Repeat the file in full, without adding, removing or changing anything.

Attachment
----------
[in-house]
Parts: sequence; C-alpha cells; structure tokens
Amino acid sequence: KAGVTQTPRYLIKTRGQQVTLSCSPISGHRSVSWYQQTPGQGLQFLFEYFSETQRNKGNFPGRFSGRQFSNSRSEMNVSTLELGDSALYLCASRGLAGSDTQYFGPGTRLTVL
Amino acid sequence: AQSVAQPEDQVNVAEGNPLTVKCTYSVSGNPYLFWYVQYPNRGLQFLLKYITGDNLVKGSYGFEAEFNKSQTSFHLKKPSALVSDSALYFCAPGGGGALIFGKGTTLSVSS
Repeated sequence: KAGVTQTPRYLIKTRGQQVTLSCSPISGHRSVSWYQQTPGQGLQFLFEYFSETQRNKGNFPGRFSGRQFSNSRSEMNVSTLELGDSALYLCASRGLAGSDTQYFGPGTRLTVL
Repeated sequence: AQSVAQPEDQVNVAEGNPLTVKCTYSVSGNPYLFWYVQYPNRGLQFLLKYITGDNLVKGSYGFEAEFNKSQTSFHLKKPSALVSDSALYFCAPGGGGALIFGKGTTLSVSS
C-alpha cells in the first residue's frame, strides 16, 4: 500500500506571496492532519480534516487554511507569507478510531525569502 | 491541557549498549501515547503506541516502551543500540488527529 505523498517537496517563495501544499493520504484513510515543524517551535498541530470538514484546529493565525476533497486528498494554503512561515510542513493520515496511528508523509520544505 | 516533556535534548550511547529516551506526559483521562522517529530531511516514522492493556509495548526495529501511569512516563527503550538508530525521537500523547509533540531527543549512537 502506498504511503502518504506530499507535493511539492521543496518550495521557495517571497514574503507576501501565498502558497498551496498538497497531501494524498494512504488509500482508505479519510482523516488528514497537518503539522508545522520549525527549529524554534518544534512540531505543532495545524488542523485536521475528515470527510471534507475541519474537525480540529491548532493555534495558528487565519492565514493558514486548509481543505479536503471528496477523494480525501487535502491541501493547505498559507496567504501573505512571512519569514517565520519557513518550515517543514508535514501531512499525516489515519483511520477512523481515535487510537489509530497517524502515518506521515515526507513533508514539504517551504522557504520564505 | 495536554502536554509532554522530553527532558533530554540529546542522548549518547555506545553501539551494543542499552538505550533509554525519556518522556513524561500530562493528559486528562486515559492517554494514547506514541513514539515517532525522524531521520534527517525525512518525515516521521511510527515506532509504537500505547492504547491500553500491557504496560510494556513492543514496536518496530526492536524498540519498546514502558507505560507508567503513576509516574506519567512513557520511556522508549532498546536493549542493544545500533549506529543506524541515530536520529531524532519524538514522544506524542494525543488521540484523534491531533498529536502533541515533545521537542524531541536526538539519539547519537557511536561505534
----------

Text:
[in-house]
Parts: sequence; C-alpha cells; structure tokens
Amino acid sequence: KAGVTQTPRYLIKTRGQQVTLSCSPISGHRSVSWYQQTPGQGLQFLFEYFSETQRNKGNFPGRFSGRQFSNSRSEMNVSTLELGDSALYLCASRGLAGSDTQYFGPGTRLTVL
Amino acid sequence: AQSVAQPEDQVNVAEGNPLTVKCTYSVSGNPYLFWYVQYPNRGLQFLLKYITGDNLVKGSYGFEAEFNKSQTSFHLKKPSALVSDSALYFCAPGGGGALIFGKGTTLSVSS
Repeated sequence: KAGVTQTPRYLIKTRGQQVTLSCSPISGHRSVSWYQQTPGQGLQFLFEYFSETQRNKGNFPGRFSGRQFSNSRSEMNVSTLELGDSALYLCASRGLAGSDTQYFGPGTRLTVL
Repeated sequence: AQSVAQPEDQVNVAEGNPLTVKCTYSVSGNPYLFWYVQYPNRGLQFLLKYITGDNLVKGSYGFEAEFNKSQTSFHLKKPSALVSDSALYFCAPGGGGALIFGKGTTLSVSS
C-alpha cells in the first residue's frame, strides 16, 4: 500500500506571496492532519480534516487554511507569507478510531525569502 | 491541557549498549501515547503506541516502551543500540488527529 505523498517537496517563495501544499493520504484513510515543524517551535498541530470538514484546529493565525476533497486528498494554503512561515510542513493520515496511528508523509520544505 | 516533556535534548550511547529516551506526559483521562522517529530531511516514522492493556509495548526495529501511569512516563527503550538508530525521537500523547509533540531527543549512537 502506498504511503502518504506530499507535493511539492521543496518550495521557495517571497514574503507576501501565498502558497498551496498538497497531501494524498494512504488509500482508505479519510482523516488528514497537518503539522508545522520549525527549529524554534518544534512540531505543532495545524488542523485536521475528515470527510471534507475541519474537525480540529491548532493555534495558528487565519492565514493558514486548509481543505479536503471528496477523494480525501487535502491541501493547505498559507496567504501573505512571512519569514517565520519557513518550515517543514508535514501531512499525516489515519483511520477512523481515535487510537489509530497517524502515518506521515515526507513533508514539504517551504522557504520564505 | 495536554502536554509532554522530553527532558533530554540529546542522548549518547555506545553501539551494543542499552538505550533509554525519556518522556513524561500530562493528559486528562486515559492517554494514547506514541513514539515517532525522524531521520534527517525525512518525515516521521511510527515506532509504537500505547492504547491500553500491557504496560510494556513492543514496536518496530526492536524498540519498546514502558507505560507508567503513576509516574506519567512513557520511556522508549532498546536493549542493544545500533549506529543506524541515530536520529531524532519524538514522544506524542494525543488521540484523534491531533498529536502533541515533545521537542524531541536526538539519539547519537557511536561505534